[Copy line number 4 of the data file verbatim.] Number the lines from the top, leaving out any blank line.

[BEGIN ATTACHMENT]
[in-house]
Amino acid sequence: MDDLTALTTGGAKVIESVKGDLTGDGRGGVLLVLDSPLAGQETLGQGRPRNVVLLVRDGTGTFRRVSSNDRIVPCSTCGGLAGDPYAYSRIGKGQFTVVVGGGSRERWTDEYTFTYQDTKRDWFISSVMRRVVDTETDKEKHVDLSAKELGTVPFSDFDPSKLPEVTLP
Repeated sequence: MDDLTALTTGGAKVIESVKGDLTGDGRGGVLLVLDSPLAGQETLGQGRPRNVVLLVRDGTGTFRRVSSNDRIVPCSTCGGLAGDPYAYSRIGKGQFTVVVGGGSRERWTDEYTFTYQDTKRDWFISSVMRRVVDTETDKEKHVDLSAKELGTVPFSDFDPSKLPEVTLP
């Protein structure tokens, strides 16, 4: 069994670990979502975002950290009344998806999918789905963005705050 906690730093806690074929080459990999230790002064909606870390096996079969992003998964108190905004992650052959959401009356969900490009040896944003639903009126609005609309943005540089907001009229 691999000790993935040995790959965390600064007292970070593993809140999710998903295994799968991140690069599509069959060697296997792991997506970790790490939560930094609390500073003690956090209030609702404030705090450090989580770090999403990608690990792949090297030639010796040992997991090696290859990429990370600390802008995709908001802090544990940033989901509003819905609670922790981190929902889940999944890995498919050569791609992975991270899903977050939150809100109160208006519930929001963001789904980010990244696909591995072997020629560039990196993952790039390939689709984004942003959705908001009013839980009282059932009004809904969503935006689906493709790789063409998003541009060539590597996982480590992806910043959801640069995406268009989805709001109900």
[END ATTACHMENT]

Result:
């Protein structure tokens, strides 16, 4: 069994670990979502975002950290009344998806999918789905963005705050 906690730093806690074929080459990999230790002064909606870390096996079969992003998964108190905004992650052959959401009356969900490009040896944003639903009126609005609309943005540089907001009229 691999000790993935040995790959965390600064007292970070593993809140999710998903295994799968991140690069599509069959060697296997792991997506970790790490939560930094609390500073003690956090209030609702404030705090450090989580770090999403990608690990792949090297030639010796040992997991090696290859990429990370600390802008995709908001802090544990940033989901509003819905609670922790981190929902889940999944890995498919050569791609992975991270899903977050939150809100109160208006519930929001963001789904980010990244696909591995072997020629560039990196993952790039390939689709984004942003959705908001009013839980009282059932009004809904969503935006689906493709790789063409998003541009060539590597996982480590992806910043959801640069995406268009989805709001109900």